Allison Graham needs you to put down your phone, log out of Facebook, and unplug.
“Let’s take one hour a day to plug back into the earth — and I don’t mean that in a tambourine, ‘Kumbaya’ kind of way,” she said. “All of this technology is awesome but if we can take just a little away, we can really refocus.”
In November, Graham, a producer at Boy From Mars Films, spoke at TEDxSMU.
Her 12-minute speech, “How social media makes us unsocial,” which can be found on YouTube, focused on the lack of communication skills in younger generations as technology pervades their life.
“If you’re 25 or younger, you have always had technology in your life. As I interview people and speak with millennials, they don’t seem to have the voice or capacity to engage,” said Graham, a Highland Park High School graduate.
Since her talk, she’s been on a mission to make conversation that lasts more than 140 characters a reality.
With her Unplug Challenge, she’s urging friends, families, and strangers to take a break from their everyday tweets, posts, and texts to put their phone down for one hour a day.
“All I want is for people to connect — connect with themselves or connect with each other,” the SMU graduate said. “You may need to reconnect with your roots, sit outside and read, or grab coffee with a friend.”
Graham has received a flood of personal testimony harping on the daily addiction to social media and technology from all ages.
“I was giving the talk at an alternative high school, and one girl came up to me. She said, ‘When I was 5 years old, I had a favorite toy and now my brothers and sisters don’t have a favorite toy; they have an iPad,’” Graham said. “The statistics show that the average American is getting a phone between the ages of 9 and 12. That’s crazy.”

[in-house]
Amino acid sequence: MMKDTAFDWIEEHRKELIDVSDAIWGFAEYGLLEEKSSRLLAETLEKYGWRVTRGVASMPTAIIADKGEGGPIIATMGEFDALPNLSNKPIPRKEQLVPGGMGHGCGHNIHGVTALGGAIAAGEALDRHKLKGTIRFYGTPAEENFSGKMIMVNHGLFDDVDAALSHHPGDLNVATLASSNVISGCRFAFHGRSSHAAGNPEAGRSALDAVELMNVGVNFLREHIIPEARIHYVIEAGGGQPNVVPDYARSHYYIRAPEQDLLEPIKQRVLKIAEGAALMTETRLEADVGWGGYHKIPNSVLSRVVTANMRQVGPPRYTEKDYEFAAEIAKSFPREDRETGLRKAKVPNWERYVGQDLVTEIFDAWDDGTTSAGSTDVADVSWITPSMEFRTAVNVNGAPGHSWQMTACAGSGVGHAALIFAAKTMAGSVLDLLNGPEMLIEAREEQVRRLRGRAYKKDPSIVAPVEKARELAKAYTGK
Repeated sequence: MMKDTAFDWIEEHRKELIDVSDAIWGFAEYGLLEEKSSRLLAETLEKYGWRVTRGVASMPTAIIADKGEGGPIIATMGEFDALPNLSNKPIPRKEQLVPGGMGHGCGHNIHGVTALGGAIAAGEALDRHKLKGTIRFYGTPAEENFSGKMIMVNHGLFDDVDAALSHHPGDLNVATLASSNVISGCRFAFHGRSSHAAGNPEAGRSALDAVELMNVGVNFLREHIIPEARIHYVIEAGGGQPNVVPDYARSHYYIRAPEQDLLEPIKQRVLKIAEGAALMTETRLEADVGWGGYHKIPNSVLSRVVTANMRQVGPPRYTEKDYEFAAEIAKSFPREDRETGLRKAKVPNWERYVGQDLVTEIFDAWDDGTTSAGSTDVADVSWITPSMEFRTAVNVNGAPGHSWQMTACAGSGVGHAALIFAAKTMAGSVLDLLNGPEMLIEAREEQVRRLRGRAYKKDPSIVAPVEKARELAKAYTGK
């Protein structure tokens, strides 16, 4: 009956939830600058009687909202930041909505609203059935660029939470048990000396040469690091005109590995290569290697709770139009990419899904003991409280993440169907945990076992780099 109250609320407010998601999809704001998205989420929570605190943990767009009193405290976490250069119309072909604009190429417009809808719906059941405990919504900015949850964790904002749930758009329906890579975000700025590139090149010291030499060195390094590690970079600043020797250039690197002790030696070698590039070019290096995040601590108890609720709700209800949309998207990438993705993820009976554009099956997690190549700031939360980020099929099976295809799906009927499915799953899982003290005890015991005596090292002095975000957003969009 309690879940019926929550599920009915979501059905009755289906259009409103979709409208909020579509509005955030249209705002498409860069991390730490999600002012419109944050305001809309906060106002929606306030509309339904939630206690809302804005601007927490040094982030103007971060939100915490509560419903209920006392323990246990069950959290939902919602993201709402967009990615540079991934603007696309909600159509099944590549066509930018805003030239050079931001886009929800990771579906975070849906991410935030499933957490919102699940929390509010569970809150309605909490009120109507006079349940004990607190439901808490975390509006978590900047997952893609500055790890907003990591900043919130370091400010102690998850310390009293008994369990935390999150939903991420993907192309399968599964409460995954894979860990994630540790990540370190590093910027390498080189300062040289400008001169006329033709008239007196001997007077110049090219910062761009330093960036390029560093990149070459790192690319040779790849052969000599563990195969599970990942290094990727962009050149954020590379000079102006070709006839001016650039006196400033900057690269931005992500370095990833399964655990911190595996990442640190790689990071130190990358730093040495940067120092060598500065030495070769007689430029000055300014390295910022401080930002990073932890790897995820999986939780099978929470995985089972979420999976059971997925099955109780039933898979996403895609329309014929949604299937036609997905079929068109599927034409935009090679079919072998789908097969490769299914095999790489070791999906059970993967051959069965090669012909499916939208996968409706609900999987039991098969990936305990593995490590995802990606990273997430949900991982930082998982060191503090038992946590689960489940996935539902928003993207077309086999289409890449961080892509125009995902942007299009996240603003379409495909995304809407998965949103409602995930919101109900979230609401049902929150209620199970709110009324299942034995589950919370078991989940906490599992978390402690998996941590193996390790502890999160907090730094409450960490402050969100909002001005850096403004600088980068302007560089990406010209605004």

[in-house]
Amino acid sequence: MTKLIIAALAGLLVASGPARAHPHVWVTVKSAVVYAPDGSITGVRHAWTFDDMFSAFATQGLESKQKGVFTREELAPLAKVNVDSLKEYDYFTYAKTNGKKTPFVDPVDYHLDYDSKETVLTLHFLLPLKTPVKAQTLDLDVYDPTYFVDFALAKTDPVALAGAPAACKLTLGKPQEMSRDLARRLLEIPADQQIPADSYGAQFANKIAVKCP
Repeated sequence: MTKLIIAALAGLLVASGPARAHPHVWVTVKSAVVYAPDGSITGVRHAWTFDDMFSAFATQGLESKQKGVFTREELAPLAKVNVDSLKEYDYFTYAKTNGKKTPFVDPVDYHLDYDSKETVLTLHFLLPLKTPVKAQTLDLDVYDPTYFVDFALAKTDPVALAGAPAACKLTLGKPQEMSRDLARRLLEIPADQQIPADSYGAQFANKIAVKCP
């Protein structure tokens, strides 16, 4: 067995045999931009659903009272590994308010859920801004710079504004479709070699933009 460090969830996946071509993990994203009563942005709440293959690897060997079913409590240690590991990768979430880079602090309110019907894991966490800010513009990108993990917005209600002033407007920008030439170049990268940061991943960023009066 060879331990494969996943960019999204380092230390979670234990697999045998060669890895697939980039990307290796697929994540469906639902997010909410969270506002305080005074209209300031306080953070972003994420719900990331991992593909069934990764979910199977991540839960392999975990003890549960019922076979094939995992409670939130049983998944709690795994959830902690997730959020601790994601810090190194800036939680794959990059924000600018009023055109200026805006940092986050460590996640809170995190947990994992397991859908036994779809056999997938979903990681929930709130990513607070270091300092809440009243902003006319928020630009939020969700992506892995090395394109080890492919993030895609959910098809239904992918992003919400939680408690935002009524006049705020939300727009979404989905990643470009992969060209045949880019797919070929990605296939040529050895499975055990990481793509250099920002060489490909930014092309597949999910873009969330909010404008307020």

Other people are catching on and burning out on technology.
Local mom Judy Bezanson and her family decided to unplug from the Internet twice a week on Wednesdays and Sundays, to get a break from the constant buzz and focus on family time.
“We just don’t think it’s good for their brains to be online 24/7,” she said. “They’re definitely in the minority amongst their friends, though, for taking time to turn it off.”
Graham hopes that families, like the Bezansons, and neighborhoods can use the time to meet their neighbors and make meaningful connections offline in just that one hour a day.
Graham admits she has to put away her computer, two iPads, and a phone that all grab her attention throughout the day to find peace of mind.
“We try to blame it all on our kids but that really isn’t the case. It’s all of us now and at this point, every one of us is a junkie,” she said. “It’s a matter of saying, we’re all addicted now. How do we help ourselves?”